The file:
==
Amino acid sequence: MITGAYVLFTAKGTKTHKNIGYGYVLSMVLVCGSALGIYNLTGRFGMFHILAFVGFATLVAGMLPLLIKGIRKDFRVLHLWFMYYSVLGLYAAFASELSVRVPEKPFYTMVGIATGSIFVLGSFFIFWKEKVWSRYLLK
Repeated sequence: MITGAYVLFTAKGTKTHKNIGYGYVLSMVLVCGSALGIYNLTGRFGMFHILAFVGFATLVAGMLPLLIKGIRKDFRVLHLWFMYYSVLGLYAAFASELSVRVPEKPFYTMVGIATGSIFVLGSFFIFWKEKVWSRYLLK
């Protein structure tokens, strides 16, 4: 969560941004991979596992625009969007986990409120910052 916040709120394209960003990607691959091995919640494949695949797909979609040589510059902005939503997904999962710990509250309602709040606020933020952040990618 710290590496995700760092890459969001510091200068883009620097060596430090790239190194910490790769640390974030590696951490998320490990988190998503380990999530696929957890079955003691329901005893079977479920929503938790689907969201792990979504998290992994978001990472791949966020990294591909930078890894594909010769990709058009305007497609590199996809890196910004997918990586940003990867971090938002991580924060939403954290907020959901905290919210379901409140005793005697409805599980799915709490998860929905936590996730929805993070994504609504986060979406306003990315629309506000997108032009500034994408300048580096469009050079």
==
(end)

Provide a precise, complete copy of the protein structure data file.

Amino acid sequence: MITGAYVLFTAKGTKTHKNIGYGYVLSMVLVCGSALGIYNLTGRFGMFHILAFVGFATLVAGMLPLLIKGIRKDFRVLHLWFMYYSVLGLYAAFASELSVRVPEKPFYTMVGIATGSIFVLGSFFIFWKEKVWSRYLLK
Repeated sequence: MITGAYVLFTAKGTKTHKNIGYGYVLSMVLVCGSALGIYNLTGRFGMFHILAFVGFATLVAGMLPLLIKGIRKDFRVLHLWFMYYSVLGLYAAFASELSVRVPEKPFYTMVGIATGSIFVLGSFFIFWKEKVWSRYLLK
């Protein structure tokens, strides 16, 4: 969560941004991979596992625009969007986990409120910052 916040709120394209960003990607691959091995919640494949695949797909979609040589510059902005939503997904999962710990509250309602709040606020933020952040990618 710290590496995700760092890459969001510091200068883009620097060596430090790239190194910490790769640390974030590696951490998320490990988190998503380990999530696929957890079955003691329901005893079977479920929503938790689907969201792990979504998290992994978001990472791949966020990294591909930078890894594909010769990709058009305007497609590199996809890196910004997918990586940003990867971090938002991580924060939403954290907020959901905290919210379901409140005793005697409805599980799915709490998860929905936590996730929805993070994504609504986060979406306003990315629309506000997108032009500034994408300048580096469009050079």